Towards new treatment options for psoriatic arthritis
medwireNews: Clinical trial results presented at the Annual European Congress of Rheumatology (EULAR) 2017 in Madrid, Spain, highlight the growing number of potential treatments for psoriatic arthritis (PsA).
Philip Mease (University of Washington School of Medicine, Seattle, USA) outlined the results of the OPAL Broaden study, a phase III randomized controlled trial of tofacitinib or adalimumab versus placebo for the treatment of patients with active PsA who had an inadequate response to conventional disease-modifying antirheumatic drugs (DMARDs).
The researchers found that a significantly greater proportion of 107 patients receiving tofacitinib 5 mg twice daily and 104 patients receiving the Janus kinase inhibitor at a dose of 10 mg twice daily achieved at least a 20% improvement in ACR criteria (ACR20) at 3 months compared with 105 patients receiving placebo, at 50% and 61% versus 33%.
Furthermore, the ACR20 response rate at 3 months was significantly greater among the 106 patients receiving 40 mg adalimumab twice weekly compared with those in the placebo group (52 vs 33%). The frequency of serious adverse events (AEs) and treatment discontinuations due to AEs was “low and similar across treatment groups,” said Mease.
Speaking to medwireNews, Mease concluded that “[tofacitinib] will be a solid entrant into the PsA market and it will be a new mechanism to what we’ve seen before. It will appeal to patients who want to use oral medication.”
The monoclonal antibody guselkumab “is the first biologic that specifically targets IL[interleukin]-3 to demonstrate efficacy in PsA,” said Atul Deodhar (Oregon Health & Science University, Portland, USA), who presented the results of a phase IIa study.
Deodhar and colleagues found that 58.0% of 100 patients treated with 100 mg guselkumab every 8 weeks had an ACR20 response at week 24, compared with 18.4% of 49 placebo-treated patients, a significant difference.
And a significantly higher proportion of patients treated with guselkumab versus placebo achieved a 75% reduction in the Psoriasis Area and Severity Index (PASI) score at week 24, at 78.6% versus 12.5%.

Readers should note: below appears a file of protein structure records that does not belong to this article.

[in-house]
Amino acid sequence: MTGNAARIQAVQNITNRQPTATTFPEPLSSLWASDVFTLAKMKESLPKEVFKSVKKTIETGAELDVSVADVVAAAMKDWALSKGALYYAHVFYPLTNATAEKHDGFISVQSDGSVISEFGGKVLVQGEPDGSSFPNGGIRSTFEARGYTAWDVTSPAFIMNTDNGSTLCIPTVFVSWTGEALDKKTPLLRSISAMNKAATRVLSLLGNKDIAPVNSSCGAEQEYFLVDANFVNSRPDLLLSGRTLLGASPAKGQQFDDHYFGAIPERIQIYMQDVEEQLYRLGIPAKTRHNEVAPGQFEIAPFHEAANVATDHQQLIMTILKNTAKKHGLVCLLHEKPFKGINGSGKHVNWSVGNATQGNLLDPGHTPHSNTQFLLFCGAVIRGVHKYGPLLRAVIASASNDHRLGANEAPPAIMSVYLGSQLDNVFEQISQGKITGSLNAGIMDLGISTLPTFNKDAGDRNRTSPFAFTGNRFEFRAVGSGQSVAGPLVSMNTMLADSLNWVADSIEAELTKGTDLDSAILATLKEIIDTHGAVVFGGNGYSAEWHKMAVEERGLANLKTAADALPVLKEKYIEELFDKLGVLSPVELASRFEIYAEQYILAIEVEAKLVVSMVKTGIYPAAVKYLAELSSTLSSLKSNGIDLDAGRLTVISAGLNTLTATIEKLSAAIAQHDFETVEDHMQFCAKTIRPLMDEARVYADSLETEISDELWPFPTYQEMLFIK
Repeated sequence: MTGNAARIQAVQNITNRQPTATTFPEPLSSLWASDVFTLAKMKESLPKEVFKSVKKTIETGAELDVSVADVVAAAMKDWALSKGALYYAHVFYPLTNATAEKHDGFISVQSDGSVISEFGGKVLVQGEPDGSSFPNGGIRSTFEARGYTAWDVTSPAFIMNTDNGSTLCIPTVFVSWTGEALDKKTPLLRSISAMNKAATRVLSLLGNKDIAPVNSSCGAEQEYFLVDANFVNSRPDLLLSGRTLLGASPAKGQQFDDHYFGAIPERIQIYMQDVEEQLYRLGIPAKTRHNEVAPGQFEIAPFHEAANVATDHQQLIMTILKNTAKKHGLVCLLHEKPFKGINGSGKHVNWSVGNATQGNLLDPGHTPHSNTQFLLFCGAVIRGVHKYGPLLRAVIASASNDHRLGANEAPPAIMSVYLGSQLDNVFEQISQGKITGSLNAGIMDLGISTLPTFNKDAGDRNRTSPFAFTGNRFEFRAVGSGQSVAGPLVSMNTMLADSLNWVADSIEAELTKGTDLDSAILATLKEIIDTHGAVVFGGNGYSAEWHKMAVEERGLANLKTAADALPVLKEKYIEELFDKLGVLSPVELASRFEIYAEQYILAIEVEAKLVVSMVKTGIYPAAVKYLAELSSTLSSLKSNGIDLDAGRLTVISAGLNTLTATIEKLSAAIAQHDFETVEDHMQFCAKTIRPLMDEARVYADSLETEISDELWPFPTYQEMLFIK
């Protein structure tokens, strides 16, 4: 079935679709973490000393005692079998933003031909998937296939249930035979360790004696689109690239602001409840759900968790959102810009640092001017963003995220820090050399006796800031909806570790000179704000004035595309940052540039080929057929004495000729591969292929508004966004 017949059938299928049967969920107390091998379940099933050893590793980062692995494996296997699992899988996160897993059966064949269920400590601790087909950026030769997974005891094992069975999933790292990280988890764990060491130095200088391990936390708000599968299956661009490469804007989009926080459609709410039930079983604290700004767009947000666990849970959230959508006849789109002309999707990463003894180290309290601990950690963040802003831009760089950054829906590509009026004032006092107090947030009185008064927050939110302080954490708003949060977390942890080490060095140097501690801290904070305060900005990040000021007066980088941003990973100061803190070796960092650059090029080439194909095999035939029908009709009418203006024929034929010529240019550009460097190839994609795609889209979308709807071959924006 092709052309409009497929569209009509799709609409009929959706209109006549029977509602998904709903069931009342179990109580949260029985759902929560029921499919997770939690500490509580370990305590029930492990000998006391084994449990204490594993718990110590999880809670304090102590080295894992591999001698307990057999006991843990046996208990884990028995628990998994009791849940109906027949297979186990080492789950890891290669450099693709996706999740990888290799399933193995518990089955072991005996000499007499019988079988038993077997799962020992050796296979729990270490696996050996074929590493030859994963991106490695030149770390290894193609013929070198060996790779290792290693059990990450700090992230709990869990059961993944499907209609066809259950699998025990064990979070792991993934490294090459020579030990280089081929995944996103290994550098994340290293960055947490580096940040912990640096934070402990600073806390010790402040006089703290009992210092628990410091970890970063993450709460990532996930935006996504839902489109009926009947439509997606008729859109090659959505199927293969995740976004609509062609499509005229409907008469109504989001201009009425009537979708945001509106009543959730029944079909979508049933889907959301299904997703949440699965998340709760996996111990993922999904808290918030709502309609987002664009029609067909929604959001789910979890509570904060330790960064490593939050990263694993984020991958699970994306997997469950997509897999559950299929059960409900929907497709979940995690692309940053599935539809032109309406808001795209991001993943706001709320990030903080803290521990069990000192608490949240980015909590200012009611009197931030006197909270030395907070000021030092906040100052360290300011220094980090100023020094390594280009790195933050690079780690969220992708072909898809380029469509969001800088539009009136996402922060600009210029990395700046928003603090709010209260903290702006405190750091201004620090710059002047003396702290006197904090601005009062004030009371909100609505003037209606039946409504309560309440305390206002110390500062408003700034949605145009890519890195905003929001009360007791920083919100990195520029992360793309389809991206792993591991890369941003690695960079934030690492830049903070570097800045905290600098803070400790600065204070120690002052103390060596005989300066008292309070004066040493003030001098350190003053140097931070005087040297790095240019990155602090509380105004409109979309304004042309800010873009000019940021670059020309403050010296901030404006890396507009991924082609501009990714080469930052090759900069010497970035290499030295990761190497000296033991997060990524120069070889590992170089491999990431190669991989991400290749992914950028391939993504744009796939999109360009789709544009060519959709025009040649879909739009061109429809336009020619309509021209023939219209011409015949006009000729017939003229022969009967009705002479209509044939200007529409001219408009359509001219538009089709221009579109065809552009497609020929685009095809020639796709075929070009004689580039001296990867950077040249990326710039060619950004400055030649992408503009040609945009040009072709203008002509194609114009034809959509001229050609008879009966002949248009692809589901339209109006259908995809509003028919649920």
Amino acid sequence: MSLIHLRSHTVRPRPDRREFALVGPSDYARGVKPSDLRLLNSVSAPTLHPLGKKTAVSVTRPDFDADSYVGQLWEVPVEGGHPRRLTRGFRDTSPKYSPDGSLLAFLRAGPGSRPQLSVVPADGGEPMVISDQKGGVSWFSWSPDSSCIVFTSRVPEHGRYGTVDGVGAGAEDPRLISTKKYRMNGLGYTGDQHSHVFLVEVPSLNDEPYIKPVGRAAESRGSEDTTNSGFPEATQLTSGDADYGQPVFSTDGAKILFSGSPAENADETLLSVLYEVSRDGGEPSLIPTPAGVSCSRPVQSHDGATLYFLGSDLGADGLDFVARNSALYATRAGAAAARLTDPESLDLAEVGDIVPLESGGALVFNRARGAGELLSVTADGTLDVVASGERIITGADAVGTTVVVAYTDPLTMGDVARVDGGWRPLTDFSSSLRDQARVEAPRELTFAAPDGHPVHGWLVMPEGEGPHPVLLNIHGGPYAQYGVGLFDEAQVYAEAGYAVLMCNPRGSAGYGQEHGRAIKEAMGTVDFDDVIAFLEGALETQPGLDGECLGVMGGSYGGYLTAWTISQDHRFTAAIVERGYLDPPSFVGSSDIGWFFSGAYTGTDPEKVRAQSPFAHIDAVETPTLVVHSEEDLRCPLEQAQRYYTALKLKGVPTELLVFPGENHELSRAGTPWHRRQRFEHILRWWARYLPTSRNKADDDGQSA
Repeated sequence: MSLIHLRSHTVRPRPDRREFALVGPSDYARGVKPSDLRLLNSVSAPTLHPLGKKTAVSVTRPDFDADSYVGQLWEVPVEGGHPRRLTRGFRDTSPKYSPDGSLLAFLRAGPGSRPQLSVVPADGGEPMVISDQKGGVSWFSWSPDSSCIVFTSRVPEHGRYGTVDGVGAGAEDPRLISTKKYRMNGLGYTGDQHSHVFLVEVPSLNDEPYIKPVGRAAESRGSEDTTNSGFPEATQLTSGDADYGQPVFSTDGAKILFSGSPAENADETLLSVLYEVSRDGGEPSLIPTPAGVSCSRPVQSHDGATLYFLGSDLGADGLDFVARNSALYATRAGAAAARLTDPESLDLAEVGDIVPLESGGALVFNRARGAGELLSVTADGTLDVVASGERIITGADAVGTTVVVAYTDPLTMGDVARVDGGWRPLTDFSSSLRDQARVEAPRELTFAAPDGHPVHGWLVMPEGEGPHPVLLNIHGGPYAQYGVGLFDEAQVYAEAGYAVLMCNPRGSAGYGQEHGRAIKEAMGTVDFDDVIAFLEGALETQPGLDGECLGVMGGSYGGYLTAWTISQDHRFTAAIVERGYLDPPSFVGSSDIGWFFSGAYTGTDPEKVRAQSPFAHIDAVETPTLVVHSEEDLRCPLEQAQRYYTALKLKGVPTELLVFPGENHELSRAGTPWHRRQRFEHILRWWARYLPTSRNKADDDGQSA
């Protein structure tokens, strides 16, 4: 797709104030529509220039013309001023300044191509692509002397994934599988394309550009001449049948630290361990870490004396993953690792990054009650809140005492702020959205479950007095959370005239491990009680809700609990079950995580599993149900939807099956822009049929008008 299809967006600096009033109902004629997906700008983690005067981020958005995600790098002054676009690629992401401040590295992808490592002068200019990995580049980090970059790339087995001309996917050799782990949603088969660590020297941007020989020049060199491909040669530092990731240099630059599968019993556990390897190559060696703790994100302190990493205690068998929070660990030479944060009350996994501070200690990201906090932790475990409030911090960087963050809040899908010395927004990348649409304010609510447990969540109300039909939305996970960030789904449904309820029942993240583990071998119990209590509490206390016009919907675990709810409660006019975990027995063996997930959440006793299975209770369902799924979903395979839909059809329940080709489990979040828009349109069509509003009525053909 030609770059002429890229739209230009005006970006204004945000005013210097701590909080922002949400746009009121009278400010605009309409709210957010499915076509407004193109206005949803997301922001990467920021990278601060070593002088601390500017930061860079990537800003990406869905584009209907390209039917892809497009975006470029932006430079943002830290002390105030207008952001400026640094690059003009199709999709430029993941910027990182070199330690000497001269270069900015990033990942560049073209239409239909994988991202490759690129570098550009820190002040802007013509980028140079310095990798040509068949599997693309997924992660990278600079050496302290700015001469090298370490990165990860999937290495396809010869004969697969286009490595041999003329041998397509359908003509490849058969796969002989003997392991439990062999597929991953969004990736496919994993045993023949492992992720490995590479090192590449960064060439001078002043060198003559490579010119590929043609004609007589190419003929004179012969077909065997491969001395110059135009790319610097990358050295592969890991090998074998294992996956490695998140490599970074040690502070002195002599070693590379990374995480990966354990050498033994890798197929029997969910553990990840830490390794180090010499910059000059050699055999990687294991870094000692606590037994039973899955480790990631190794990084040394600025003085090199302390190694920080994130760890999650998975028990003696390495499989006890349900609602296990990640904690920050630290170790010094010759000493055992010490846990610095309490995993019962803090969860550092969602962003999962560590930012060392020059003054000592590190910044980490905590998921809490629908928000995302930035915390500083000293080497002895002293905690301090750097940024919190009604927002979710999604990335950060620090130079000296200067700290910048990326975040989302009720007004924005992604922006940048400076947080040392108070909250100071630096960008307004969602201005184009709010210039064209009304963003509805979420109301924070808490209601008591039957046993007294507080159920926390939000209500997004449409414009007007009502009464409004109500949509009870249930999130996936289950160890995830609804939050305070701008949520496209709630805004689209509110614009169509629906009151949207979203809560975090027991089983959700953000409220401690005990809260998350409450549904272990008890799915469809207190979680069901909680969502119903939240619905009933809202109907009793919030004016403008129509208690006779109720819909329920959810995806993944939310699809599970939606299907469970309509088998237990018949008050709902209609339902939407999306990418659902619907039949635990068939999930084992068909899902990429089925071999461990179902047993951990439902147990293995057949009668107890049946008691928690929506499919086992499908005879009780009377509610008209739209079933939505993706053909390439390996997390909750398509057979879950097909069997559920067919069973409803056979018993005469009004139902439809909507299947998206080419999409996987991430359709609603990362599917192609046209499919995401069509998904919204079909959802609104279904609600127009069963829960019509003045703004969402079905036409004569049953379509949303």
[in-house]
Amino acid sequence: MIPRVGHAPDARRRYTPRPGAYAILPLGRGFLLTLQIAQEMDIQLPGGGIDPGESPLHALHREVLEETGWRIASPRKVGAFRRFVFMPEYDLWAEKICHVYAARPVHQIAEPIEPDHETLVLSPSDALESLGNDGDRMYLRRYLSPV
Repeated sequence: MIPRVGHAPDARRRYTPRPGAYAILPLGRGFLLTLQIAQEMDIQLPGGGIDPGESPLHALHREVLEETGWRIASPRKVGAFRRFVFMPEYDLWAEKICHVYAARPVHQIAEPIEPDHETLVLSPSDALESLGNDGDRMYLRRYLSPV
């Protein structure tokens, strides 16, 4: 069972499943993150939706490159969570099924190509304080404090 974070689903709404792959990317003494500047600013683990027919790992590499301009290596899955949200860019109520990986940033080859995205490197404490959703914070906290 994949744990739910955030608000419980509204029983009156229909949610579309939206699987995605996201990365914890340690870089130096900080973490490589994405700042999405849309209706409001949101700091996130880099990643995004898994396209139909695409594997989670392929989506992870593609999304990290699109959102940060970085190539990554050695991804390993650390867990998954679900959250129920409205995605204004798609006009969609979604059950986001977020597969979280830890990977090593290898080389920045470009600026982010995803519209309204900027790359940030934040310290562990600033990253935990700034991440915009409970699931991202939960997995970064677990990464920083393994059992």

Guselkumab was “well tolerated with no unexpected safety findings,” said Deodhar.
And he told the press that the IL-3 inhibitor “appears to be a promising new treatment of PsA.”
The 52-week results of the ACTIVE study of apremilast monotherapy versus placebo among biologic-naïve patients with active PsA were presented by Peter Nash, from the Rheumatology Research Unit in Sunshine Coast, Queensland, Australia.
“Apremilast now has quite an extensive clinical trial program,” said Nash, noting that the phosphodiesterase 4 inhibitor has been tested in patients with and without prior DMARD or biologic treatment.
After 16 weeks of treatment with 30 mg apremilast twice daily or placebo, patients who did not have a 10% improvement in swollen and tender joint counts were switched to apremilast, and all patients received apremilast from week 24.
At the 16-week follow-up, 38.2% of 110 participants in the apremilast arm versus 20.2% of 109 patients in the placebo arm had an ACR20 response, a significant difference. And there was “progressive improvement over time” of ACR20 responses among the 171 patients remaining in the study for up to a year, said Nash, noting that the proportions of patients with ACR20, 50, and 70 responses at week 52 were 67.1%, 36.7%, and 21.3%, respectively.